Here is what I love about grindcore: the fine balance between aggressiveness, raw power, and the ability, if done correctly, to be both ugly and honest. Grindcore is not my “go-to” genre, however. There are, in fact, relatively few albums in that genre which I find myself returning to, but such masterpieces as Need to Control by Brutal Truth hold a unique place in my record collection and my heart. It’s the kind of album that kicks you in the head while you are underwater. It’s an album that instantly pumps you with adrenaline-soaked fury, making you involuntarily clench your fists so hard you leave crescent-shaped nail imprints on the palms of your hands. A perfect dose of savage, ugly truth.
And that is exactly what we have here with Concrete Mascara‘s 2016 album: Perennial Disappointment. Not in terms of musical style, of course—you won’t hear distortion-driven guitars or inhuman drum pounding as it struggles to break the 300 BPM mark—but the rest, to be certain, is here.
From the name of the project and the chosen album title to Simon Clark‘s absurdly evocative artwork (in particular the album’s cover which, to me, resembles the artwork of Blood Duster‘s Cunt), it’s apparent that the ‘spirit of grind’ is embedded deep in their art. So much so that, to be honest, if I didn’t know them from their album Caustic Realities (Angst, 2016) and somehow failed to see the Malignant Records logo on the back, I never would have guessed the correct genre of this album if I found it while browsing through a record store.
Concrete Mascara is an American trio consisting of Andrew Wilmer, Jack Scanlan, and Frank Cordry, all residents of New Jersey. They construct a mixture of power electronics and harsh noise, and they’ve been around since 2011. Perennial Disappointment is their first album under the Malignant banner, and it will fuck up your world.
The album’s very first track, ‘The Flesh of This World’, is sort of an intro—an introduction to the violence to come. A monotone, almost robotic voice tells us its sinister message. This ‘data’ is delivered to us in such a cold and mechanical voice that you can feel there are no emotions attached to it. It’s beyond ‘apathetic’ (after all, a machine cannot be apathetic); it’s alienated, chilling, and without any feelings whatsoever. The same can be said about the ominous soundtrack that accompanies this message.
If we’ll continue with the grindcore comparison, Pig Destroyer‘s ‘Jennifer’ (the opener to Prowler in the Yard) comes to my mind where the low-pitched vocals set the sickening mood for the ultrachaos that is about to convene.
And Concrete Mascara doesn’t fail to deliver that chaos as we move into ‘Area Trinity’, and that’s where the pain truly begins. Harsh waves of electronic noise and pulsing layers of bass are unleashed upon us, mixed with some of the best vocals I’ve heard in the power electronics genre. Distorted, agonizing screams are present that you normally only get to hear on extreme metal albums.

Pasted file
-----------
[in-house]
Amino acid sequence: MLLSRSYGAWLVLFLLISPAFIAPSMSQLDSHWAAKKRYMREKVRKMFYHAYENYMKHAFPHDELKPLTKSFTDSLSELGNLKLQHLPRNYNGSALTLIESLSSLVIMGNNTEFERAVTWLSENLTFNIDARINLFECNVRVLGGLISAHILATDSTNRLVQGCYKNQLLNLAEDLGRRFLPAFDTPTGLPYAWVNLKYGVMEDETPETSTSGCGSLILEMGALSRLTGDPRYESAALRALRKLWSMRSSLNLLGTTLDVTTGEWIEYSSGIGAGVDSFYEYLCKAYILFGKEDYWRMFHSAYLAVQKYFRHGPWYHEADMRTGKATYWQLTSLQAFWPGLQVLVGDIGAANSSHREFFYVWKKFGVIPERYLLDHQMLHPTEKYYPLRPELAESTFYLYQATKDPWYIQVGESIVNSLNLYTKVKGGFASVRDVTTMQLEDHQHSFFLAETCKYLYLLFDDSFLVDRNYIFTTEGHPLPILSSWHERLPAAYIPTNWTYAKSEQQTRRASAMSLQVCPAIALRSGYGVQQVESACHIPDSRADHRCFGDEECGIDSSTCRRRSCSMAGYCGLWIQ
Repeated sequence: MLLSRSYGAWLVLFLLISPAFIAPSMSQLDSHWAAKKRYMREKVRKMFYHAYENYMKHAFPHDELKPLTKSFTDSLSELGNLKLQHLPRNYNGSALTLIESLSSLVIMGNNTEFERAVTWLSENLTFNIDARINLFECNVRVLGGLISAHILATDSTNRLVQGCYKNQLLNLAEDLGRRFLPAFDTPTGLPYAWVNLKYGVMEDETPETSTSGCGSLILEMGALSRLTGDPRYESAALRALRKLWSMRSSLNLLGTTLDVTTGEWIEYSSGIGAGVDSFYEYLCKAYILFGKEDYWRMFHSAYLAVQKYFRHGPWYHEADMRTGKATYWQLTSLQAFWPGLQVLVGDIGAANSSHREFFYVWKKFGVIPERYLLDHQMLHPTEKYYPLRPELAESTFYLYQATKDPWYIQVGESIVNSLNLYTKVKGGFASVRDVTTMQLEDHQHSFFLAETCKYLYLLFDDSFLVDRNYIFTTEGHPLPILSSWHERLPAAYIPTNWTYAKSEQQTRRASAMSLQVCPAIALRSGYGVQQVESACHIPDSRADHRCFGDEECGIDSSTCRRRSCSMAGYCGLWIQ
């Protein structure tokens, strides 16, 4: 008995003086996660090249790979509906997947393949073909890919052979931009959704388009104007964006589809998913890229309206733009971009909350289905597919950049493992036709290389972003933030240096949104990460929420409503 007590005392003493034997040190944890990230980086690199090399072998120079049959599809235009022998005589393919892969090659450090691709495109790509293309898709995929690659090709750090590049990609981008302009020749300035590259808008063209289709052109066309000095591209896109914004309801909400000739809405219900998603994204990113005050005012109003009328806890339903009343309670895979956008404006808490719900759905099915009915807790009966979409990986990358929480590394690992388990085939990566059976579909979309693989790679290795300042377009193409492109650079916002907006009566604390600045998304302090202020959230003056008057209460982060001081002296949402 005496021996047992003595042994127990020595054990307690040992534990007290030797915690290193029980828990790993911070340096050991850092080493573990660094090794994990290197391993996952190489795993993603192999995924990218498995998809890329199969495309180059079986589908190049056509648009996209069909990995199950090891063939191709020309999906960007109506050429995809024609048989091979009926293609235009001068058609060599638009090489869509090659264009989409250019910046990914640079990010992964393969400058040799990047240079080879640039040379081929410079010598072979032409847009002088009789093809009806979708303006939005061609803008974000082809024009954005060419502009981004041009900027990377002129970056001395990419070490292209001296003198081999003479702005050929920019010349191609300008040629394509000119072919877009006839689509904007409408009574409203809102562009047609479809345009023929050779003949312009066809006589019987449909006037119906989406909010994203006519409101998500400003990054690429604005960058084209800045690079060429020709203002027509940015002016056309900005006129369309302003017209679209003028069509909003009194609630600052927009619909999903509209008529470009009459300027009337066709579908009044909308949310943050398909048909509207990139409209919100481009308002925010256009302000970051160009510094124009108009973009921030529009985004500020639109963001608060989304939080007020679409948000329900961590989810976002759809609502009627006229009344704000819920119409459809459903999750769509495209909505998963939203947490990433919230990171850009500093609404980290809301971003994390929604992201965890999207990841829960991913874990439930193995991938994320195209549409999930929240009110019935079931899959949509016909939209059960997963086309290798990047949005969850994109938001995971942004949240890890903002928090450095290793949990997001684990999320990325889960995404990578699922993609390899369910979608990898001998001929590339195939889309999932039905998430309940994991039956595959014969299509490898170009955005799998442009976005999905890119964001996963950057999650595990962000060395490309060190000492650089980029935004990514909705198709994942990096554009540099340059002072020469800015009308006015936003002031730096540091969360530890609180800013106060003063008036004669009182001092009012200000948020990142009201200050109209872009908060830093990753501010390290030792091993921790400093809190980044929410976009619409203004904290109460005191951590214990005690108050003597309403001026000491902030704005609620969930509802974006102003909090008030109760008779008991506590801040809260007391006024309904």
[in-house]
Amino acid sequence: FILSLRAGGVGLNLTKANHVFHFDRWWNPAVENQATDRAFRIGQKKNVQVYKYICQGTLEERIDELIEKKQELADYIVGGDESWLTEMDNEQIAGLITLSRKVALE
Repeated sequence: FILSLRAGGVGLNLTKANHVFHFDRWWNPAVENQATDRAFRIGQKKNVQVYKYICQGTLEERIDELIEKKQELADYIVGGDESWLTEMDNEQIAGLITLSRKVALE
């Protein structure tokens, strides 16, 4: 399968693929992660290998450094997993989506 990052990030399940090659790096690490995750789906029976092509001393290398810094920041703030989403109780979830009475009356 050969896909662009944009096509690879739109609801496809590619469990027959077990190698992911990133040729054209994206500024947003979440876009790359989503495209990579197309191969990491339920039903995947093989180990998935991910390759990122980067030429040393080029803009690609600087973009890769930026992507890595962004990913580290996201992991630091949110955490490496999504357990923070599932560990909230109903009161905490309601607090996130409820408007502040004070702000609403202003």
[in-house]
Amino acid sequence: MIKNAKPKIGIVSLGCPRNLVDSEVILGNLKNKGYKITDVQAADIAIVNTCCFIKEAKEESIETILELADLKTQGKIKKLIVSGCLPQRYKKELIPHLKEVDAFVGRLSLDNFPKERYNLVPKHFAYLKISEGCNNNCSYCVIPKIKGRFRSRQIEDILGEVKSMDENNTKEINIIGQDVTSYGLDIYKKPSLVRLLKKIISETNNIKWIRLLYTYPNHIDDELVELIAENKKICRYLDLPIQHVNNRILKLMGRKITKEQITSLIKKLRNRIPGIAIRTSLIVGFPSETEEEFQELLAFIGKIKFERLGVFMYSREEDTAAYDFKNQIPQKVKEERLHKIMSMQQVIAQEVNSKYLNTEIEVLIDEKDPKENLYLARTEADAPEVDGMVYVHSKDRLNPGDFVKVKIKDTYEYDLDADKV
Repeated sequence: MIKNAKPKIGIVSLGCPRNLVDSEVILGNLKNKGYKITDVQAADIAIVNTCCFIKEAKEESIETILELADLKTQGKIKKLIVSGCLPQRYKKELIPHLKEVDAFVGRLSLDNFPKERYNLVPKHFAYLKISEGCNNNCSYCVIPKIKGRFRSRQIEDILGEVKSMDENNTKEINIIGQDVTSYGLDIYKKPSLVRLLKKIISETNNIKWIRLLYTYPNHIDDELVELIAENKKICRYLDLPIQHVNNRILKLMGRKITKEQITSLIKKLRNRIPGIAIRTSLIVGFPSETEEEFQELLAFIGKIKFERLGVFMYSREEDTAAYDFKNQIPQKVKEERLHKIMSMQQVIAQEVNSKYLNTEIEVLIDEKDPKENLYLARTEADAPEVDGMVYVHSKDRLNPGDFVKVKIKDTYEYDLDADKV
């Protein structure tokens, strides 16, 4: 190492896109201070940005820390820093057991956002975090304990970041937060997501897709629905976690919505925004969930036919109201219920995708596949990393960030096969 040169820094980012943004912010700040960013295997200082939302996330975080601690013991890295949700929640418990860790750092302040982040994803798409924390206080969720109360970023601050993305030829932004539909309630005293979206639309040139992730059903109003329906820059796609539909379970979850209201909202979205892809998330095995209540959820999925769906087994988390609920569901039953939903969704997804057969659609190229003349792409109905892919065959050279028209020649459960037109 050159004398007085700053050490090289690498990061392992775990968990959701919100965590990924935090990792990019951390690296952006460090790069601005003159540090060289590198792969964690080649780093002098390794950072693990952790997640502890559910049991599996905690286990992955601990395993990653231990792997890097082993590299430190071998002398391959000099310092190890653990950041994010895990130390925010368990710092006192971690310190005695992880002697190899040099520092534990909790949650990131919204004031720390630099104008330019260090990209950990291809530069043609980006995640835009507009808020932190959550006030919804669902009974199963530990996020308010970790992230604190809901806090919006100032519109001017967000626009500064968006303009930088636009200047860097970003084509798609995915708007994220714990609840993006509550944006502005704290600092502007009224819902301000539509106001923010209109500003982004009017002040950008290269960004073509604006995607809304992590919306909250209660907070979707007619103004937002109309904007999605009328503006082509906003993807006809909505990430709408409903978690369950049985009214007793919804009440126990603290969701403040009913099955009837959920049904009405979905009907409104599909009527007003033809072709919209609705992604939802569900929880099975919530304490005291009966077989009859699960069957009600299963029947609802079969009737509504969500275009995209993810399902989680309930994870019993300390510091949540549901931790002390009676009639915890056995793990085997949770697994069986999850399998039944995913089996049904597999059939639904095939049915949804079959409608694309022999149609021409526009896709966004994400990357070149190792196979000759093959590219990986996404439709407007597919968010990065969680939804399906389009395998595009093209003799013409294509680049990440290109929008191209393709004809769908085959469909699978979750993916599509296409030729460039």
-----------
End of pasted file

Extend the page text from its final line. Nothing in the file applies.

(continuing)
Both the vocals and the noise seem to have a similar ‘electrified’ effect to them which ties them together making the vocals basically another instrument and a part of the general atmosphere. Another fine example to that is in ‘Snake Skin Stilettos’ where the vocals fade in and out, spitting poison, and in a way woven with distortion into the punishing fundamental noise—noise which slowly moves towards its own destruction as the sound gradually becomes ‘crushed’ before fading into nothing.
Overall, the music on this album is both chaotic and structured. In most of the tracks there is a primary beat that gives the tracks their backbone, such as in ‘Delusion of Sacrifice’ wherein the throbbing machine-gun beats are always present, making your heart race. They are even more present on ‘Utopian Nightmare’ where the beat serves as sort of a drum loop, making it something you could almost dance to if it wasn’t so strident. Yet, the near-constant noise in the background is so brutal and twisted that it sends you into vertigo. In other words: It’s an onslaught.
The lyrics on Perennial Disappointment express every negative human emotion; from frustration, anger, and remorse to depression, delusion, and disgust, it’s all in a misanthropic setting that will keep you uneasy all throughout:
‘Hell is other people
but we remain
locked in communion
and armed to the teeth’
Besides using my favorite quote by French philosopher Jean-Paul Sartre, this is a great example of how unique this album is. While most power electronic acts try to shock you in their lyrics with graphic descriptions of abusive sex acts or torture (which I’m not saying is bad as an artistic choice, but kind of overdone in this genre), here we have the nihilistic poet approach, which is just as soulless and bleak.
Those knife-sharp lyrics and the sickening vocals mix with a merciless noise that keeps attacking all throughout the album, with both high and low frequencies pounding at your skull and only stopping their assault in between tracks, as if to take a breath. That’s what makes this album what it is: Powerful, harsh, painful, and, above all, honest.
01) The Flesh of This World
02) Area Trinity
03) Utopian Nightmare
04) Delusion of Sacrifice
05) Mouth of Flies, Tongue of Maggots
06) Snake Skin Stilettos
07) Defined by Absence
08) Death Trigger Impulse